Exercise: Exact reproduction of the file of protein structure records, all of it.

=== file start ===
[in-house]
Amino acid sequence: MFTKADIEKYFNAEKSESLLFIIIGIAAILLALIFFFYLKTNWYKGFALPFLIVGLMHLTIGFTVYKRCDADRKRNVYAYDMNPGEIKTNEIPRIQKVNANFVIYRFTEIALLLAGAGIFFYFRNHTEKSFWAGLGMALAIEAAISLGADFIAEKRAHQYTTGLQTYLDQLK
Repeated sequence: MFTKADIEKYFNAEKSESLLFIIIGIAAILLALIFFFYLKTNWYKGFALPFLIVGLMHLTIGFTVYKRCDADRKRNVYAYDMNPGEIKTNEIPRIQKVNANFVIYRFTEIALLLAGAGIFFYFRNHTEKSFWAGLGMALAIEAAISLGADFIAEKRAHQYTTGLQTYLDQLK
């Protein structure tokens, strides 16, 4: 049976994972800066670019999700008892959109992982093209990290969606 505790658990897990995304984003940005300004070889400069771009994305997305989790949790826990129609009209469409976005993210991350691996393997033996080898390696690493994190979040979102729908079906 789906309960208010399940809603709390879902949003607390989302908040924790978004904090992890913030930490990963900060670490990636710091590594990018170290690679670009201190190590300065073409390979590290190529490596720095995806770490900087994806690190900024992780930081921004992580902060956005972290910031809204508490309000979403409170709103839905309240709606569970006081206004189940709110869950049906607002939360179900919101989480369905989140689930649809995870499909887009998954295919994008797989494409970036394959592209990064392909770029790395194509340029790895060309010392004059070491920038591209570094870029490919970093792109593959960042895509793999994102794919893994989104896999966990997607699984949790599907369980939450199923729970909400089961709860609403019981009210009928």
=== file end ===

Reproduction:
[in-house]
Amino acid sequence: MFTKADIEKYFNAEKSESLLFIIIGIAAILLALIFFFYLKTNWYKGFALPFLIVGLMHLTIGFTVYKRCDADRKRNVYAYDMNPGEIKTNEIPRIQKVNANFVIYRFTEIALLLAGAGIFFYFRNHTEKSFWAGLGMALAIEAAISLGADFIAEKRAHQYTTGLQTYLDQLK
Repeated sequence: MFTKADIEKYFNAEKSESLLFIIIGIAAILLALIFFFYLKTNWYKGFALPFLIVGLMHLTIGFTVYKRCDADRKRNVYAYDMNPGEIKTNEIPRIQKVNANFVIYRFTEIALLLAGAGIFFYFRNHTEKSFWAGLGMALAIEAAISLGADFIAEKRAHQYTTGLQTYLDQLK
């Protein structure tokens, strides 16, 4: 049976994972800066670019999700008892959109992982093209990290969606 505790658990897990995304984003940005300004070889400069771009994305997305989790949790826990129609009209469409976005993210991350691996393997033996080898390696690493994190979040979102729908079906 789906309960208010399940809603709390879902949003607390989302908040924790978004904090992890913030930490990963900060670490990636710091590594990018170290690679670009201190190590300065073409390979590290190529490596720095995806770490900087994806690190900024992780930081921004992580902060956005972290910031809204508490309000979403409170709103839905309240709606569970006081206004189940709110869950049906607002939360179900919101989480369905989140689930649809995870499909887009998954295919994008797989494409970036394959592209990064392909770029790395194509340029790895060309010392004059070491920038591209570094870029490919970093792109593959960042895509793999994102794919893994989104896999966990997607699984949790599907369980939450199923729970909400089961709860609403019981009210009928």